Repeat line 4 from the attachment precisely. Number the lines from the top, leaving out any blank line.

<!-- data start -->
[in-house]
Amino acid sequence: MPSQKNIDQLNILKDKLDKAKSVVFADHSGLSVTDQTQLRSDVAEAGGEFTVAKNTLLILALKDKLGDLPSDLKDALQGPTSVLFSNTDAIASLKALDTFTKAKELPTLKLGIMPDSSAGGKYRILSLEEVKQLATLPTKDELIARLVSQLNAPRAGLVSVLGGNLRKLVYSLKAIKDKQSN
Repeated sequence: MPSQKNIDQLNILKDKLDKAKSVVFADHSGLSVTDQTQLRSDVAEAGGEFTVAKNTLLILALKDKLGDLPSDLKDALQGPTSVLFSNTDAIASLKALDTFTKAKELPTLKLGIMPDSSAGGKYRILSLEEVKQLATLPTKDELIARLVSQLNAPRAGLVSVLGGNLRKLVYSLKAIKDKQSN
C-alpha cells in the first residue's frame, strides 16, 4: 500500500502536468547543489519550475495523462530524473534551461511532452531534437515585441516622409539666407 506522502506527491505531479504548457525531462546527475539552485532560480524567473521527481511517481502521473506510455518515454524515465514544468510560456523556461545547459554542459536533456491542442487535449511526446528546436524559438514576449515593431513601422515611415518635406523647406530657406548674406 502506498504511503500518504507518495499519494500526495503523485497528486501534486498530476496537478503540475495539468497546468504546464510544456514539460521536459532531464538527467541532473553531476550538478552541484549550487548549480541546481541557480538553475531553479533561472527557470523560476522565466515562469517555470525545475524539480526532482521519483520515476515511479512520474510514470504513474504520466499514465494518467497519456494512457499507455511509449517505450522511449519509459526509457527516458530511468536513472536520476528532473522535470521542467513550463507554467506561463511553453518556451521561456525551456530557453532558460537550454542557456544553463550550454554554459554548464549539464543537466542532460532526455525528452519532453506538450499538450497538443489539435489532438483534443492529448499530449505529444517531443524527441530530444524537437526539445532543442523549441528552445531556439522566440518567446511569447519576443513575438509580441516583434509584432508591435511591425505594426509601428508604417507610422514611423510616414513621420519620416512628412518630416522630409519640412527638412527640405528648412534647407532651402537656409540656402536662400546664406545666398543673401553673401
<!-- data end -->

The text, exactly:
C-alpha cells in the first residue's frame, strides 16, 4: 500500500502536468547543489519550475495523462530524473534551461511532452531534437515585441516622409539666407 506522502506527491505531479504548457525531462546527475539552485532560480524567473521527481511517481502521473506510455518515454524515465514544468510560456523556461545547459554542459536533456491542442487535449511526446528546436524559438514576449515593431513601422515611415518635406523647406530657406548674406 502506498504511503500518504507518495499519494500526495503523485497528486501534486498530476496537478503540475495539468497546468504546464510544456514539460521536459532531464538527467541532473553531476550538478552541484549550487548549480541546481541557480538553475531553479533561472527557470523560476522565466515562469517555470525545475524539480526532482521519483520515476515511479512520474510514470504513474504520466499514465494518467497519456494512457499507455511509449517505450522511449519509459526509457527516458530511468536513472536520476528532473522535470521542467513550463507554467506561463511553453518556451521561456525551456530557453532558460537550454542557456544553463550550454554554459554548464549539464543537466542532460532526455525528452519532453506538450499538450497538443489539435489532438483534443492529448499530449505529444517531443524527441530530444524537437526539445532543442523549441528552445531556439522566440518567446511569447519576443513575438509580441516583434509584432508591435511591425505594426509601428508604417507610422514611423510616414513621420519620416512628412518630416522630409519640412527638412527640405528648412534647407532651402537656409540656402536662400546664406545666398543673401553673401